And instead, Women for Women are lashing out at the Opposition leader, who its rabidly anti-Nationalist and pro-Labour administrators can’t stand, though he has no power to legislate for abortion even if he wanted to. Because though Women for Women’s main mission is to campaign for abortion legislation, its secondary mission is to undermine the Nationalist Party’s chances of election, which is exactly why Nikita Zammit Alamango of Forum Żgħażagħ Laburisti is one of their main movers.

Zammit Alamango led the army of organised Labour trolls online in the last general election, and in the one before that she led a team of people who wrote fake letters to the editors of the newspapers, protesting against the Nationalist government and pretending to be businessmen or housewives from Sliema. They were uncovered when an email went astray and ended up in The Malta Independent newsroom. As a reward for all this, in March 2013 she was given a grace-and-favour job at a government agency and made a director of the Water Services Corporation – in her 20s and with no company experience.

Women for Women, if they wish to be taken seriously, should target the government and the Prime Minister for a commitment on abortion, and not the Opposition leader who looks to lose the next general election, which is what they are working on achieving anyway. They think that if Muscat is elected again, then he will, in his second term, legislate for abortion. Not only are they wrong about this, but they also see nothing wrong in helping re-elect a thoroughly corrupt and destructive government, which means that they might also be amoral like the Prime Minister they admire, not caring about the wider consequences of their actions as long they achieve their own narrow, personal aims.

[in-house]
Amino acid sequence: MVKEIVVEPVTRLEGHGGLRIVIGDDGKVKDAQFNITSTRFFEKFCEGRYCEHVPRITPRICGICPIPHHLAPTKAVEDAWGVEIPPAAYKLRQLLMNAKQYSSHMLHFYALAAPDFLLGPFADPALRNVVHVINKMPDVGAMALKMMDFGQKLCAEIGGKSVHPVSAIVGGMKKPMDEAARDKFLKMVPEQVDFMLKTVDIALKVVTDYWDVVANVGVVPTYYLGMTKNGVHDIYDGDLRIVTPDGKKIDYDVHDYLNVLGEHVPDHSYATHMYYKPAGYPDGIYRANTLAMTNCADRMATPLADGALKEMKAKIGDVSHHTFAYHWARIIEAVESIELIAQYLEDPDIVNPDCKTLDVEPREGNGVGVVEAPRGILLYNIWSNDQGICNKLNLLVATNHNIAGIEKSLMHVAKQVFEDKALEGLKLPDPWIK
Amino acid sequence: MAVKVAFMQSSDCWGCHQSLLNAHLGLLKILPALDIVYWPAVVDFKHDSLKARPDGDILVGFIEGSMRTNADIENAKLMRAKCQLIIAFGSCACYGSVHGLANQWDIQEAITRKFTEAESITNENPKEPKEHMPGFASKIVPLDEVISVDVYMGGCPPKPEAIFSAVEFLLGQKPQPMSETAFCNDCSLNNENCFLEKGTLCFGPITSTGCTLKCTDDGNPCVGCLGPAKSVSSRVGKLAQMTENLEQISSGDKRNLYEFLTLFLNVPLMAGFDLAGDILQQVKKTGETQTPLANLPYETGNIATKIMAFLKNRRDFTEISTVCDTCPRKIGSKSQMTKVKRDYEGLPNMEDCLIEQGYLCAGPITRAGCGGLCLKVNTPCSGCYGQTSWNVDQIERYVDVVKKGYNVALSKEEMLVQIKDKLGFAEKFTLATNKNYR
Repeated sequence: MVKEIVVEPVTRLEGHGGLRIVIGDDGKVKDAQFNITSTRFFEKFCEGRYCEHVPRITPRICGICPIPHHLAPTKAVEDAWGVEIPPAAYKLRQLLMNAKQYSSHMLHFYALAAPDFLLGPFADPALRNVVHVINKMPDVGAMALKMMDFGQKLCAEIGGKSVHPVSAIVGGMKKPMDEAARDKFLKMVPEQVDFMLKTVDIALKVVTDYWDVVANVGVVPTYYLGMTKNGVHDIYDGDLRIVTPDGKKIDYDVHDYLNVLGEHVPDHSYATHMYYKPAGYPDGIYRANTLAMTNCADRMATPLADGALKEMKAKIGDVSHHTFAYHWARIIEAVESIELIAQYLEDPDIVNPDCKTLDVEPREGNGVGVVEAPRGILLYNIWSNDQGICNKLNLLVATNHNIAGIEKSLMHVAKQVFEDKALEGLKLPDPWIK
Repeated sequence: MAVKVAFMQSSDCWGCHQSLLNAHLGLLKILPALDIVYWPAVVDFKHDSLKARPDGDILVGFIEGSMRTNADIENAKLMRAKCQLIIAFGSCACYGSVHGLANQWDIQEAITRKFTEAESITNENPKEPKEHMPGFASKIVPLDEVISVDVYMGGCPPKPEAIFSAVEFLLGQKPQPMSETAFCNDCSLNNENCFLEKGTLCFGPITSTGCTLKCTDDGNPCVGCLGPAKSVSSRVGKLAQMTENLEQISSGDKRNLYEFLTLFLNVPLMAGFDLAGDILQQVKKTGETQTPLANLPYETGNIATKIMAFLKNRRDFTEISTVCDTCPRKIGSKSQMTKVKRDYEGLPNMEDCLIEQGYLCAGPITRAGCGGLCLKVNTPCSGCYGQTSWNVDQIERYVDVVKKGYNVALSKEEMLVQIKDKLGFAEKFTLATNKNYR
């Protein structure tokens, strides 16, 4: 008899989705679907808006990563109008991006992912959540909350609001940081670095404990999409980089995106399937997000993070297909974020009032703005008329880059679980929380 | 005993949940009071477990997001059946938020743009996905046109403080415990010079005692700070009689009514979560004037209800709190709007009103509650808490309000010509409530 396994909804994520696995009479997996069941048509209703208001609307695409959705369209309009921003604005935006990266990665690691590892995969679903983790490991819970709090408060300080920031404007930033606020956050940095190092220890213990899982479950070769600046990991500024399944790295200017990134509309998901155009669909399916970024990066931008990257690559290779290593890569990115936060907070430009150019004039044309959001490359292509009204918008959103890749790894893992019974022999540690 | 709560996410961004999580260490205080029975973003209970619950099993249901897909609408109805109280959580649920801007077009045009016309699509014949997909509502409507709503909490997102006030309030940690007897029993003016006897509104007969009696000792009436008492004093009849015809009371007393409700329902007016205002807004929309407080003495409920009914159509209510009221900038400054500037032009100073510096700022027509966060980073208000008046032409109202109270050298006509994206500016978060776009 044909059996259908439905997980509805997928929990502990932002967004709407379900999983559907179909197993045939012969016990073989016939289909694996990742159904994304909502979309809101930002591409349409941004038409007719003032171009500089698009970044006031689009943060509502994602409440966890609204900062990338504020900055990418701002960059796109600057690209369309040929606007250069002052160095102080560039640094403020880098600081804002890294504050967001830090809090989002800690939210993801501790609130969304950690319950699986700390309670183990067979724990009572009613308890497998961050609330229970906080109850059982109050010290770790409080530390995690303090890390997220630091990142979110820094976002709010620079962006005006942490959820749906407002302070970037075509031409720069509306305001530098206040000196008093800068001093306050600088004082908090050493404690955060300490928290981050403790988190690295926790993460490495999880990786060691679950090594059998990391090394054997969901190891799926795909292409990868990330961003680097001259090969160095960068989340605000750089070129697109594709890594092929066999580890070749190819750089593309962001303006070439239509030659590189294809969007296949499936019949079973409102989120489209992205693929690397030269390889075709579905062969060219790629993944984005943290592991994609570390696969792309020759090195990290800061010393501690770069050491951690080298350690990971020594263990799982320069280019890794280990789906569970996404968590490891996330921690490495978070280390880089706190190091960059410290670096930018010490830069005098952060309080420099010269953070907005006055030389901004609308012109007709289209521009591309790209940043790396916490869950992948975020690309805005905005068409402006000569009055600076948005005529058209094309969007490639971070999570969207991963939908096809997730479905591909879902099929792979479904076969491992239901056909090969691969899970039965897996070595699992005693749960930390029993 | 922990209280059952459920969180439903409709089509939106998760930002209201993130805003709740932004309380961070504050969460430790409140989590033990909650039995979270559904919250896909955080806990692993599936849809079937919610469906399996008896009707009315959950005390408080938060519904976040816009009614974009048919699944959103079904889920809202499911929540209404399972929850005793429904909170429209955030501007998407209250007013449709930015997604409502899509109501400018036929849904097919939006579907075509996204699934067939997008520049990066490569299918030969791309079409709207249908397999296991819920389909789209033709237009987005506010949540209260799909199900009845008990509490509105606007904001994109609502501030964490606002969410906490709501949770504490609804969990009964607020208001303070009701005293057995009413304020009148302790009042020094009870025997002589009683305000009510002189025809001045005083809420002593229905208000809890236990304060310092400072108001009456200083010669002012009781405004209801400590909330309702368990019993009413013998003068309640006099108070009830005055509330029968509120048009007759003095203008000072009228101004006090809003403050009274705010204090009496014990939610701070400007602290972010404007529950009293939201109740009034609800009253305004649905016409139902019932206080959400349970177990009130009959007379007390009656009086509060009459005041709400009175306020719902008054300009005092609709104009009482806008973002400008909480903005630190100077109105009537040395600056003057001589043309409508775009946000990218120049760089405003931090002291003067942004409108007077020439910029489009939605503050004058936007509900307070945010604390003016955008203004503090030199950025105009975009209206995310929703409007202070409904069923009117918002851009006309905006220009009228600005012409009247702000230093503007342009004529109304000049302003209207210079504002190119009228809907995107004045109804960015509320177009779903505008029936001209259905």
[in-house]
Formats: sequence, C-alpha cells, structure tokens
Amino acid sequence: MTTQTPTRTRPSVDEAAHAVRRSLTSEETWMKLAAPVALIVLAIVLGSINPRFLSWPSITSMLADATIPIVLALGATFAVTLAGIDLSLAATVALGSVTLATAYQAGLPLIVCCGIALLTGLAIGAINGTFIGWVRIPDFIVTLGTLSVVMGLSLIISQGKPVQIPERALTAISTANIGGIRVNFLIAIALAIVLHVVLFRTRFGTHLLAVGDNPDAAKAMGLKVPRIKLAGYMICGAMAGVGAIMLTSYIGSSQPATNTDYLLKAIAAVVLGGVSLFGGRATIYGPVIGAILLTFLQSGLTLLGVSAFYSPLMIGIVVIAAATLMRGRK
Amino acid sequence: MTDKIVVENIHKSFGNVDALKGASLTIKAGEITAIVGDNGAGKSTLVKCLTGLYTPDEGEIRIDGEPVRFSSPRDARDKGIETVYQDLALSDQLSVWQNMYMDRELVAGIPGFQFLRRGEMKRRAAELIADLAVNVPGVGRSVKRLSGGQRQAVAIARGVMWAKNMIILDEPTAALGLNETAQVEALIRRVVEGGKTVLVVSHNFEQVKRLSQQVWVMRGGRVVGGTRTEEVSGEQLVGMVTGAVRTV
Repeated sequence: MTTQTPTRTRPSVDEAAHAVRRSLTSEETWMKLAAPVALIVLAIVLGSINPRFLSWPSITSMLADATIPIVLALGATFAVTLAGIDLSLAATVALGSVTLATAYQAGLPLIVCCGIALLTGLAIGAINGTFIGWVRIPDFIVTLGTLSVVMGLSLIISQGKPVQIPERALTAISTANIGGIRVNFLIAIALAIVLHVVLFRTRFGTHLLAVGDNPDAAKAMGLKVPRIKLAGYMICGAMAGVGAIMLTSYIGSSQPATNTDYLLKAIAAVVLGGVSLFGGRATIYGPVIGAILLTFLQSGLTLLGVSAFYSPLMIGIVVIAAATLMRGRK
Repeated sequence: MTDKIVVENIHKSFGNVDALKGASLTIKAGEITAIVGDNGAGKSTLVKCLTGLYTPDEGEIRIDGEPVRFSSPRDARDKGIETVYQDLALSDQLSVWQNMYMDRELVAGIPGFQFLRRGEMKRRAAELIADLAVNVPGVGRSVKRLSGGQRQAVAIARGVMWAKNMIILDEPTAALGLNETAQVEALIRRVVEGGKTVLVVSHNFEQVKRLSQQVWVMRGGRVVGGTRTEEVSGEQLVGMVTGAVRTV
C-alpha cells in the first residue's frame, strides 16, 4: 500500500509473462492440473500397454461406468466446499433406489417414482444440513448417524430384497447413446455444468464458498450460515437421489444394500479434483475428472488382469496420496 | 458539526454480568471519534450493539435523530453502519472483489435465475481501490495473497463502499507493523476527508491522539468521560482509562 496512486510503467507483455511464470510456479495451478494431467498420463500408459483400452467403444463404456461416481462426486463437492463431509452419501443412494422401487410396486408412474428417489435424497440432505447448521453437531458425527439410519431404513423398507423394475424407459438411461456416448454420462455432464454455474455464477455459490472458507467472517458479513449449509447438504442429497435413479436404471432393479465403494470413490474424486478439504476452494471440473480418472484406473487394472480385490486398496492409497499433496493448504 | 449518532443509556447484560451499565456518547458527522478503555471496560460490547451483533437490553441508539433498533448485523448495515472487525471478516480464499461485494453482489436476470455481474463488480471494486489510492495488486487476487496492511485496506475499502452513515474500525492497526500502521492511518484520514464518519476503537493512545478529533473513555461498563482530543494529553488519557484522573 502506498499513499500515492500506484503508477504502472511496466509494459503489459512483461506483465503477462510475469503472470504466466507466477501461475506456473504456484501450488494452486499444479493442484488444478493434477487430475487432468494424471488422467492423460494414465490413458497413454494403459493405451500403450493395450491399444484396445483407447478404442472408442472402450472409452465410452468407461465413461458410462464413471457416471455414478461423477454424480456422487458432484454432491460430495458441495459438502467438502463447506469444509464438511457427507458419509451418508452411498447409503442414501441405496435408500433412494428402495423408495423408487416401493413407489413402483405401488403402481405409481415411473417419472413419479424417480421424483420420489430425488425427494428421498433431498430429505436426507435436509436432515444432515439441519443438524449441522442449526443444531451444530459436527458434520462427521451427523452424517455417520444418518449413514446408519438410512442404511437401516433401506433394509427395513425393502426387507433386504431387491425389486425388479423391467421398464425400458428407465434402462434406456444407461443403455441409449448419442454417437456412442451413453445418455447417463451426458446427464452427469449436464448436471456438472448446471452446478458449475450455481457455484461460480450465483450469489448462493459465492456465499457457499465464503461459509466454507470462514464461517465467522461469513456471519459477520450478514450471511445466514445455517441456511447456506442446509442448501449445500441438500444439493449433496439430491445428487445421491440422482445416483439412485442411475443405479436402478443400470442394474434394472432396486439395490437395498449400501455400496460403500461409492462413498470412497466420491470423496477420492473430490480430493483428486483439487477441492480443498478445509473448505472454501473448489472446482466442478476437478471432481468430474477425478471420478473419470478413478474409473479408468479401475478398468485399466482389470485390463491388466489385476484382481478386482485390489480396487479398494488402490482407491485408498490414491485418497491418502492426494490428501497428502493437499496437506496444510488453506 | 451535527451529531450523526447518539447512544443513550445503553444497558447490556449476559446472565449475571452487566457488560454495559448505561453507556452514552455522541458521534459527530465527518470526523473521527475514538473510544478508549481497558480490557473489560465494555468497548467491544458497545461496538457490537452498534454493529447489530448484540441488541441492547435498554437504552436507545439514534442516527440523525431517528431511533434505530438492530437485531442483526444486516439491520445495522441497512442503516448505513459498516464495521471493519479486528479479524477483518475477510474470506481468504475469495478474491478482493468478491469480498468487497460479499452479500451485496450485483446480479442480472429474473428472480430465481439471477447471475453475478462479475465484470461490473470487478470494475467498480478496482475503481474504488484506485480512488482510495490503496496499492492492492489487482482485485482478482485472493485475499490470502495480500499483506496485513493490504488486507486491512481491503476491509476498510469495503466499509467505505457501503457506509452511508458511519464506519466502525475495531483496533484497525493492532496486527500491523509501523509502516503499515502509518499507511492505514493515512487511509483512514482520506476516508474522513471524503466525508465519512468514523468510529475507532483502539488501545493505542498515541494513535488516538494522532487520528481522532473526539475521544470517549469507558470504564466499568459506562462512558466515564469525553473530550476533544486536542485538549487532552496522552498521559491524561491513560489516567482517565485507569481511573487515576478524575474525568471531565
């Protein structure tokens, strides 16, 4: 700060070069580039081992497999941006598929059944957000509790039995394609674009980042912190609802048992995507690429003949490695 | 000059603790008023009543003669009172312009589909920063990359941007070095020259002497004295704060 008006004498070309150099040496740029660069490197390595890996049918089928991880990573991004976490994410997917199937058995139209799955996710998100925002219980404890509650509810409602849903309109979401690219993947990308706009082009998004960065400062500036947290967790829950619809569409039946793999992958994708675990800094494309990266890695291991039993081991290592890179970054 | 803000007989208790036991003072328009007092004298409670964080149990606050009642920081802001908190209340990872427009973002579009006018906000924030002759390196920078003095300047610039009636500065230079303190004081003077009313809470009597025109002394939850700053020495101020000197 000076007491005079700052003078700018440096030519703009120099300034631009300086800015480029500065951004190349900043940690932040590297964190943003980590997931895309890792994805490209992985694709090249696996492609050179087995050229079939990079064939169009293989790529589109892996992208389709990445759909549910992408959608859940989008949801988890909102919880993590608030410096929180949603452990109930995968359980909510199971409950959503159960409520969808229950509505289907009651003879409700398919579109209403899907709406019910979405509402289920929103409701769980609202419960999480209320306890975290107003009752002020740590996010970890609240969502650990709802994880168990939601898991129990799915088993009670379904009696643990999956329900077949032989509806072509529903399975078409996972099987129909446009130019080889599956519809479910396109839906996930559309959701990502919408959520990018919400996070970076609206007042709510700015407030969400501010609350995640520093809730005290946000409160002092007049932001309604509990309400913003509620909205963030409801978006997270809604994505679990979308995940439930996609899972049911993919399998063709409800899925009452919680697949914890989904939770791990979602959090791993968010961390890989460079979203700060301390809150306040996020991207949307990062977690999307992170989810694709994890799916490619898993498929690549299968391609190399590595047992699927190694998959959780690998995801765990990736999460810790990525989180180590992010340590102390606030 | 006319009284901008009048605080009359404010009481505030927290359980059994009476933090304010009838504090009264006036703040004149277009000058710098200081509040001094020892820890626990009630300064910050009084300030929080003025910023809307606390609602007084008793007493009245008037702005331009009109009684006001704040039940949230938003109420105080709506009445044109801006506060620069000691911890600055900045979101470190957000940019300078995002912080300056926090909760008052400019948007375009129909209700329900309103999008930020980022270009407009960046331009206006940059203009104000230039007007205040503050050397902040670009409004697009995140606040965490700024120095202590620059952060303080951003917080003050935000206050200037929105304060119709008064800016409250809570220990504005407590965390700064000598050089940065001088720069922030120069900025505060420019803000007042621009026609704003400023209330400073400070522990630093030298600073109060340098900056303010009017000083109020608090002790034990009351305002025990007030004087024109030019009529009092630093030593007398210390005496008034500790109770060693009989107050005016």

No, this is not a post about all that, even if that is what it looks like. This is a post about false logic and how terrible it is when people can’t think an argument through. Woman X exists because her mother didn’t have an abortion, their argument goes. No. Of course not. Woman X exists because her mother was raped in horrendous circumstances. And her existence is no more an argument in favour of rape than it is an argument against abortion.

People don’t exist because their mothers didn’t abort them. They exist because their mothers had unprotected sex at the right time of the month. The more unprotected sex more women have at the right time of the month, the more people will come into existence. But the creation of people cannot be used as an argument in favour of having unprotected sex as often as possible and whatever the circumstances.

It is my view that schools should do away with half the subjects they impose on children for 12 years and instead spend the time on teaching them how arguments are built and tested. The first time Maltese people ever encounter this novel concept is at university – and not all university courses teach the rudiments of argumentation and reasoning. And by then, it’s generally too late – besides which, not everyone goes to university.